- Seat Belts at all times for all occupants
- Seat belts must be worn at all times inside the vehicle. This is a good idea wherever you may be
- Child car seats required
- Having children sit in child safety seats is mandatory.
- Drunk driving law
- Being a Muslim country, drinking is extremely frowned upon, much less drinking and driving.
- Mobile phone laws
- Talking on your mobile while driving is absolutely forbidden. Hands-free devices are available for this purpose.
- Drug driving law
- Like with drinking, driving under the influence of drugs is strictly prohibited.
As you make your way around Mauritania, you will notice an abundance of older Japanese cars. These vehicles from the ’80s and ’90s are still the most popular vehicles driven in the country today. Most of these will not be in good condition, as the driving culture in Mauritania is aggressive, and these vehicles are banged up quite often.
The second most popular type of car in Mauritania is Mercedes, specifically older models from the ’70s and ‘80s. These are seen as prestigious by the locals, and tons of cars that were declared not road-worthy in other countries are imported here and restored to running condition. The third most commonly seen vehicles are minibusses, which serve as the main public transport vehicles. You can see them in terminals waiting for passengers for long drives to other cities.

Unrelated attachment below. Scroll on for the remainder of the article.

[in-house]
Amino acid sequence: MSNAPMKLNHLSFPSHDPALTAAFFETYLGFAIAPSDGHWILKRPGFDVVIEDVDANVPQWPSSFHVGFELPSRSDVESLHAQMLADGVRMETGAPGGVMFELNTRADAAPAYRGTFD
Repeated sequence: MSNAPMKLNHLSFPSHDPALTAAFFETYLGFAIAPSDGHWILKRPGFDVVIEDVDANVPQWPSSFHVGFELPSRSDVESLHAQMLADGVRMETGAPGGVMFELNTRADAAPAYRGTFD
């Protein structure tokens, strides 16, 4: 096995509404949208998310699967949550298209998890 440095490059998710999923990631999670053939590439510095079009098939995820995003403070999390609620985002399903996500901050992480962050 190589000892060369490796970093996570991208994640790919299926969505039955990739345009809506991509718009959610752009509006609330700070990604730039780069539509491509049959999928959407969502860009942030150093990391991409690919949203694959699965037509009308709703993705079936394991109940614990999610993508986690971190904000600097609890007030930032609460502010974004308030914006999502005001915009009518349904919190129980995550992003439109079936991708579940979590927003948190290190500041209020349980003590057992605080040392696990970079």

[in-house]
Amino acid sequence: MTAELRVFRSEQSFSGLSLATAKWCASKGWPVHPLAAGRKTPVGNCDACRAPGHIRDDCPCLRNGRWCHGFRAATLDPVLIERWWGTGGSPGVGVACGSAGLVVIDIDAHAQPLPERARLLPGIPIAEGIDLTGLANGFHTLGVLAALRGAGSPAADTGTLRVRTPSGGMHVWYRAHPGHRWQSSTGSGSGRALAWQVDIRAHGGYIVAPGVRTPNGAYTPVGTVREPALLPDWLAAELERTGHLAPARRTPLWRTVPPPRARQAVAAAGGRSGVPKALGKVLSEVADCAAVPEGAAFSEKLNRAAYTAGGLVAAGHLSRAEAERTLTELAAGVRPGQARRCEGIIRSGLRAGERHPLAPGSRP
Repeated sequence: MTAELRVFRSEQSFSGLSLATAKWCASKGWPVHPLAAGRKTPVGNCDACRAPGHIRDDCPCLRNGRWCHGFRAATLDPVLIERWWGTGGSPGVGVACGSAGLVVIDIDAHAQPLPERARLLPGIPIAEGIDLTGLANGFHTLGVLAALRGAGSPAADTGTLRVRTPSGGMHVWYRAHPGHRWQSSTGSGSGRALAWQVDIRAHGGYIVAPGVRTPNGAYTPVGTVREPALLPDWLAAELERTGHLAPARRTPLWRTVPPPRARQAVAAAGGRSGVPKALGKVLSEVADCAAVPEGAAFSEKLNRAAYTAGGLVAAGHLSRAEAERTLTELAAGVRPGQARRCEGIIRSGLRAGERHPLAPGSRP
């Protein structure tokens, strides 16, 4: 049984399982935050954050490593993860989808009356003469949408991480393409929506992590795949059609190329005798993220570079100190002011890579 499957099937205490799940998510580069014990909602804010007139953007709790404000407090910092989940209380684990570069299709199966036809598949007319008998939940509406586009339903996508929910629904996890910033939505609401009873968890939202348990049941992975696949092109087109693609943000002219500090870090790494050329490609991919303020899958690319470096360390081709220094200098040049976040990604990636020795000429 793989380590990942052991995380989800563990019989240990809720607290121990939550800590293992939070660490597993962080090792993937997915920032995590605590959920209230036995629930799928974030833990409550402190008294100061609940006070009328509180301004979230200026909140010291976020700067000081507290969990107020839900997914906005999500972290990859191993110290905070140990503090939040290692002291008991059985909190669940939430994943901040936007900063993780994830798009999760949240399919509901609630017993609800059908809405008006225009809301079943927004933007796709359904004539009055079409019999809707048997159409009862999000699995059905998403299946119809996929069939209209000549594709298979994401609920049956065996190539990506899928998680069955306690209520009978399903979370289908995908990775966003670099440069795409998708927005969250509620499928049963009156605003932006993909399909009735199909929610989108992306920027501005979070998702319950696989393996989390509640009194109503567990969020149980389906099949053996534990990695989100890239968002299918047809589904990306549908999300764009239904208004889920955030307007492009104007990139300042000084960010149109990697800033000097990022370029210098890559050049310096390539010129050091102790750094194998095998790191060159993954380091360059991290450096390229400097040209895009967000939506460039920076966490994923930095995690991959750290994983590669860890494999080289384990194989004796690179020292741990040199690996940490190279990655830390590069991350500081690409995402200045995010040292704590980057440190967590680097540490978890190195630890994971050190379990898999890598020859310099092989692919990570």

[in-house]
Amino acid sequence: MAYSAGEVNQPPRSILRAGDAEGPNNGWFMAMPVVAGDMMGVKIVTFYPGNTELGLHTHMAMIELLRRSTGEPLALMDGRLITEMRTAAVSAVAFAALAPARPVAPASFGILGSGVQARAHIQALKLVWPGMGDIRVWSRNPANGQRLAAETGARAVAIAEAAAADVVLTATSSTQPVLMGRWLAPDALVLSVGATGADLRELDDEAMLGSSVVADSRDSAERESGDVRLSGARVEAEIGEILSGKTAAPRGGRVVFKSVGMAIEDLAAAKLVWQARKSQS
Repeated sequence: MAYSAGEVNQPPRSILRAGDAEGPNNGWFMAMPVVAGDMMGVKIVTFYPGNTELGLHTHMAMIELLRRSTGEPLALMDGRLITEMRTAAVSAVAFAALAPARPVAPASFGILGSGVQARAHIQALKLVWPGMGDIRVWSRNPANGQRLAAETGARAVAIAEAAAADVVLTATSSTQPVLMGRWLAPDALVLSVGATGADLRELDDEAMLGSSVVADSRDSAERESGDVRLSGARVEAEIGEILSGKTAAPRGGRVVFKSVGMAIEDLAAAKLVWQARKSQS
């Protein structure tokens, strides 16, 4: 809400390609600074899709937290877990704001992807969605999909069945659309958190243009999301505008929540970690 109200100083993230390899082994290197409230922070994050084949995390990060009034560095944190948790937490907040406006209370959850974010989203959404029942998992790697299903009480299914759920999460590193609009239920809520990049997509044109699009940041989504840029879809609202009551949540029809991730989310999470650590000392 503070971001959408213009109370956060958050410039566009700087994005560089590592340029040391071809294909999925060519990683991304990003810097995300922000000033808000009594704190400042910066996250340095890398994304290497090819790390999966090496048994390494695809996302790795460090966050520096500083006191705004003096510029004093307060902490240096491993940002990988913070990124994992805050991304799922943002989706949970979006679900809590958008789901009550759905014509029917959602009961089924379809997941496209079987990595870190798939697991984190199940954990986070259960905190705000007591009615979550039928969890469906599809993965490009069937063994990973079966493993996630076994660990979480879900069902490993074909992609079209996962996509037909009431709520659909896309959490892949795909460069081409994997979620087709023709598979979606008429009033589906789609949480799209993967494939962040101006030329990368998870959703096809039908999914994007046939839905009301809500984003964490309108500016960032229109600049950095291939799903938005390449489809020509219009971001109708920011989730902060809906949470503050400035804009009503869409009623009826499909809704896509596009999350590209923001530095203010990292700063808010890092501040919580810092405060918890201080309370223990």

By law, the speed limit in Nouakchott is 80km/h, though rough roads make driving at these speeds unlikely. This results in a slower flow of traffic that causes congestion in some parts of the city. The hectic driving culture also means you will see cars slowly crawling and putting their nose of their car between you and the car ahead, trying to cut you off. Stay calm and just let it happen.
In contrast, the speed limit in rural roads and motorways is 100km/h, but since these roads are long and practically empty all the time, drivers don’t hesitate to go over the limit. Some cars don’t hesitate to go off the road to overtake you if they want to pass. This is highly discouraged, as there are dangers buried in the sand, and you as a visitor may not be aware of their presence. When one is driving in Mauritania, it's best to take on a defensive approach and stay alert.
As mentioned before, driving is quite hectic in this country. So it’s best that as a visitor, you exercise extreme caution and keep an observant eye on other cars on the road. It is quite common for drivers to cut you off at intersections or for cars to ignore traffic lights. Keep a mindful eye on the road, and drive defensively.
Traffic Road Signs
Because the country’s cities are spaced quite a distance apart, and the roads are long, traffic signs are few and far between. The majority of the signs can be found in the city, and only in the most important places such as school zones and pedestrian crossings. Everywhere else is bare of signs. On the roadways, the majority of signs are directional ones that give distance. These are mostly in Arabic with a French or English translation beneath. Here are some you may see:
Speed Limit Sign
Every once in a while, you will see a sign reminding you of the speed limit in the city, which is 80km/h. Though rarely followed by the citizens, it's best that you, as a visitor, try to abide by said limits.